First attend to faults at home

The president should attend to faults at home before promoting his Millennium Plan for Africa.

AT DAVOS, President Thabo Mbeki revealed the first instalment of his "Millennium Plan for Africa" - and we are told more is to follow. Already it is clear that the plan will encompass wide-ranging proposals for more aid and sweeping changes in the trade and investment regimes. More, undoubtedly, will follow. One hears repeatedly about the need for "a Marshall Plan for Africa". But the Marshall Plan was put into action after the terrible winter of 1947-48 when it was feared that, faced with another such winter, western Europe might succumb to communism unless it received massive and immediate US aid. None of these considerations applies to Africa in 2001.

There is a fallacious tendency to believe that "the fall of Africa" can be solved by resisting reality. After the commodity price collapse of 1974, the Group of 77 was formed to demand "a new international economic order". Essentially this came down to the notion that commodity prices - and thus the terms of trade - should be frozen at their record levels of 1973. Although the group has subsequently expanded to over 120 nations, it has got precisely nowhere. Today's cries that we must resist globalisation are equally foolish; as is the idea that the West can be shamed and pestered into pushing more resources into Africa.

The key point - it has been gospel at the IMF, the World Bank and among other donors for over a decade now - is that what is really wrong in Africa is bad governance: incompetence, corruption, oppression, a refusal to allow democratic alternation in power - and war. Understandably, donors and investors have become increasingly unwilling to put their money where they believe there is bad governance; where there is no rule of law, backed up by an independent judicial system and a transparent system of tendering and contract allocation. As the Asian crisis of 1997 showed, governance, even corporate governance and banking supervision, could be just as potent a factor in success or failure as economic fundamentals.

Mbeki would do well to review his government's performance through that prism. Currently the prize for the worst governance in Africa - despite keen competition - is clearly still held by Robert Mugabe. Mbeki's support of Mugabe thus sends signals not just about land, property rights and the rule of law, but about South Africa's tolerant, indeed supportive, attitude towards bad governance. The only possible reason for the government's signal failure to condemn the bombing of the Harare Daily News is that, despite Mugabe's protestations, Pretoria assumes that he is guilty and therefore remains silent in order not to appear to criticise him. This suggests that the government regards the bombing of newspapers as a minor peccadillo.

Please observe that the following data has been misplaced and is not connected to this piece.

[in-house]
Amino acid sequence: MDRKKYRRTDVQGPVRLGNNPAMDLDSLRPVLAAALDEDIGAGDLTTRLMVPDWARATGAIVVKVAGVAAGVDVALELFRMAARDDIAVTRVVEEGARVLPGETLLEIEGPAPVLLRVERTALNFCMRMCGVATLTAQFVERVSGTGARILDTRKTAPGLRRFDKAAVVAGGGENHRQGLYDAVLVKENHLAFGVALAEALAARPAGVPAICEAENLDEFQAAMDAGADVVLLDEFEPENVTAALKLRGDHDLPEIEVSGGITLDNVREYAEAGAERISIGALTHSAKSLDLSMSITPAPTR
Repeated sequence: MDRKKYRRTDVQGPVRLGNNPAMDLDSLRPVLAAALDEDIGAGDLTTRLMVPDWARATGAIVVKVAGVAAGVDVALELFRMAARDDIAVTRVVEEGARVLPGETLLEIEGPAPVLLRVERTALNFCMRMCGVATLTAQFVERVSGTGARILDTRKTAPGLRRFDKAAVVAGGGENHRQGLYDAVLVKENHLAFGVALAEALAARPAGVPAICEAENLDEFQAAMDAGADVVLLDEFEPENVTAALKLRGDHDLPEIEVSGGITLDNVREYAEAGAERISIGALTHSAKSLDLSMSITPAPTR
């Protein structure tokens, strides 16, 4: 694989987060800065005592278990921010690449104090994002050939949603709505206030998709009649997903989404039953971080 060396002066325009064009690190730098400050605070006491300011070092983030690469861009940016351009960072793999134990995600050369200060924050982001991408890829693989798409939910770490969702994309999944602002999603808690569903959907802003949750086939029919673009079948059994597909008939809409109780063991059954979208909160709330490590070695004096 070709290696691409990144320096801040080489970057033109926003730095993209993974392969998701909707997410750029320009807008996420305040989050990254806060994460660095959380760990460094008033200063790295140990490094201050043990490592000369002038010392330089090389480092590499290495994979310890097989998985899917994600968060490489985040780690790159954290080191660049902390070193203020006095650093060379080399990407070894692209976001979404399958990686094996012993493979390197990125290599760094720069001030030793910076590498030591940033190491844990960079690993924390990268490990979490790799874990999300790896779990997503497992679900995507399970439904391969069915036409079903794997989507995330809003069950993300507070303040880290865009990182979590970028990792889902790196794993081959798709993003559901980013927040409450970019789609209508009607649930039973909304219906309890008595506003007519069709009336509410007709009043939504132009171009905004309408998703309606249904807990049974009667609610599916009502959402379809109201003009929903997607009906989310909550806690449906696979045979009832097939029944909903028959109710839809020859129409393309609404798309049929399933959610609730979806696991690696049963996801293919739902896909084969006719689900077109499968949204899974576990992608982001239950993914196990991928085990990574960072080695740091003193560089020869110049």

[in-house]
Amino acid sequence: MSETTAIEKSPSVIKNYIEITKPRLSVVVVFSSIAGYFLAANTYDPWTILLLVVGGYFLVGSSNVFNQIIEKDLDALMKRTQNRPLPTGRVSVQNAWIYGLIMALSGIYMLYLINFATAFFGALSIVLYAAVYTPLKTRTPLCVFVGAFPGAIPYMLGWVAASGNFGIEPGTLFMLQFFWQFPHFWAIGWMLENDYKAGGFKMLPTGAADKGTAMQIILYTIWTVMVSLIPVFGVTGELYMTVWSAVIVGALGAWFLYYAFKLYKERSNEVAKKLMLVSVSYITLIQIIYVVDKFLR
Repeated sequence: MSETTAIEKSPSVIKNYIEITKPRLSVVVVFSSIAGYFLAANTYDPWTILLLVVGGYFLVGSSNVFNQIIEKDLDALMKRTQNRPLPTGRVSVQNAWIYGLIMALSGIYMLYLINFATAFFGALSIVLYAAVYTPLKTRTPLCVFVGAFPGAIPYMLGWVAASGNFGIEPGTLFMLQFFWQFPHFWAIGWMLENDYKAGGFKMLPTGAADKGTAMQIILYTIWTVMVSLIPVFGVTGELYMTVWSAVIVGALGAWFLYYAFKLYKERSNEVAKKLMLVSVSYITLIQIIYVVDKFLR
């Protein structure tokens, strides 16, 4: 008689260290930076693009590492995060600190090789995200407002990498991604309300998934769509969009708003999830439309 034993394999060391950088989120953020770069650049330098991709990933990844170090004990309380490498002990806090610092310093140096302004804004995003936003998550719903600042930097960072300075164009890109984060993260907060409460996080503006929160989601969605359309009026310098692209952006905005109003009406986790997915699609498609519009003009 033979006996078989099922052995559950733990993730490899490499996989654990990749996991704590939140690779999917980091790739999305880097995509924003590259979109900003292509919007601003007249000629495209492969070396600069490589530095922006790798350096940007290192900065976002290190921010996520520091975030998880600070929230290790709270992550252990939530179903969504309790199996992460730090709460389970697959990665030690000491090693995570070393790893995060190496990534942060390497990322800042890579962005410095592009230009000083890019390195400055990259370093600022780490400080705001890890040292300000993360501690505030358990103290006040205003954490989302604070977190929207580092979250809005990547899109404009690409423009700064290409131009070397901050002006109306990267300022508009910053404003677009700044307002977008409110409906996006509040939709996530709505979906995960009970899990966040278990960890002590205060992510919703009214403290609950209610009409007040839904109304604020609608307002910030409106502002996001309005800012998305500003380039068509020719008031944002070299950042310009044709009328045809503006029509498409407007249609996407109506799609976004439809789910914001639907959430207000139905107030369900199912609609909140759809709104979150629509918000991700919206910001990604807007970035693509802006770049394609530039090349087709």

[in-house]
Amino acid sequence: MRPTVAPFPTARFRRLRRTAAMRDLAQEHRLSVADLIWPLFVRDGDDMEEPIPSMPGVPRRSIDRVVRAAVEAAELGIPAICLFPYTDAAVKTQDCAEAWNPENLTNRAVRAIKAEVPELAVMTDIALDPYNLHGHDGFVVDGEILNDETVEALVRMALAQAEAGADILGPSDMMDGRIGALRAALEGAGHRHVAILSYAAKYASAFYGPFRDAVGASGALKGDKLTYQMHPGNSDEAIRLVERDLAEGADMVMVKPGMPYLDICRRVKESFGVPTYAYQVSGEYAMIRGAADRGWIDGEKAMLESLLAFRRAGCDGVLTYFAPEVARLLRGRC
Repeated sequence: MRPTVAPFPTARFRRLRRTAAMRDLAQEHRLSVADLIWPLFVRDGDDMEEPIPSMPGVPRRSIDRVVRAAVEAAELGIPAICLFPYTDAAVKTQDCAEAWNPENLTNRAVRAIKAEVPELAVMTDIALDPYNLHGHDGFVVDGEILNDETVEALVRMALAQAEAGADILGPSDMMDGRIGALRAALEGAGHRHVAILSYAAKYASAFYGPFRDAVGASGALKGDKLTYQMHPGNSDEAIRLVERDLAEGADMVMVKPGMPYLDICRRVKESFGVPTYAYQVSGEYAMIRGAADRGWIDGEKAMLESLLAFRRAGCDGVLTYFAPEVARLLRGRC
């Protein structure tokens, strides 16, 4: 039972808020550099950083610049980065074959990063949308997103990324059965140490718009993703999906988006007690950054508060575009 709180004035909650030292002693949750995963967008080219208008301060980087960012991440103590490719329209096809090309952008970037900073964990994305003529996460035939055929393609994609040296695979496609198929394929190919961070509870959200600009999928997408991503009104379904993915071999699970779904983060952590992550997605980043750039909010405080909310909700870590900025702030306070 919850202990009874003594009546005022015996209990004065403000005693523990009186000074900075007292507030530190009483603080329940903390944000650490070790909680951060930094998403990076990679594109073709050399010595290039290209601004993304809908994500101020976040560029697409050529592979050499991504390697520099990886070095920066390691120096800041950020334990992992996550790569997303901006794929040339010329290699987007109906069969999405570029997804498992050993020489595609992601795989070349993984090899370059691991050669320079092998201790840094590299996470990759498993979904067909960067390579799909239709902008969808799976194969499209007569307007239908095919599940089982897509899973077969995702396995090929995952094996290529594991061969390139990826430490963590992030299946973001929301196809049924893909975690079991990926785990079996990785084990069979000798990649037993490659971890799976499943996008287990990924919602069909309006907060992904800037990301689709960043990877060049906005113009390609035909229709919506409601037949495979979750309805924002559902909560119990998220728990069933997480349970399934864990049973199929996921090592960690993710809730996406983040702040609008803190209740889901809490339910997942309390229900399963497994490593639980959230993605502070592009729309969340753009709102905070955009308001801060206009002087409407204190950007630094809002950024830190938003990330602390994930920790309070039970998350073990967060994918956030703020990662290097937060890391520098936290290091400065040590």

Zimbabwe is not the only worry. The truth is that the government is now beleaguered on almost every front. The health ministry is not coping with Aids or cholera; the transport ministry is not maintaining the roads; the justice ministry seems unable to make the criminal justice system work; the defence ministry has let the army fall into chaos; the finance ministry and central bank cannot maintain the value of the currency; home affairs cannot issue work permits to skilled foreigners; the education minister cannot make many of the universities work; the minister of public service and administration bemoans the declining levels of public service delivery; the minister for public enterprises seems unable to privatise anything; the communications minister has failed to liberalise telecommunications; the minister for trade has botched the lottery he has taken over, sending charities to the wall; the minister for minerals and energy is intent on pushing through a bill which threatens investment in minerals. The list could go on.

The president has vowed to root out corruption, but despite his extraordinary powers of intervention does not seem able to dismiss even quite publicly crooked local councillors from his party. In addition almost every public official connected with the arms purchase probe has proven that if the president's office pulls one way and the independence of their offices another, only a fool would expect them to be independent. South Africa, in other words, now has a serious governance problem. More and more, the ANC's decision to turn its back on real power-sharing looks like a critical strategic error. It needed - and still needs - far more help from outside its ranks than it has felt able to admit. Mbeki would be unlikely to acknowledge this, but his high-profile punting of plans for the whole continent at international gatherings are unlikely to get very far if this critical question of governance is not faced squarely. There is work to do at home.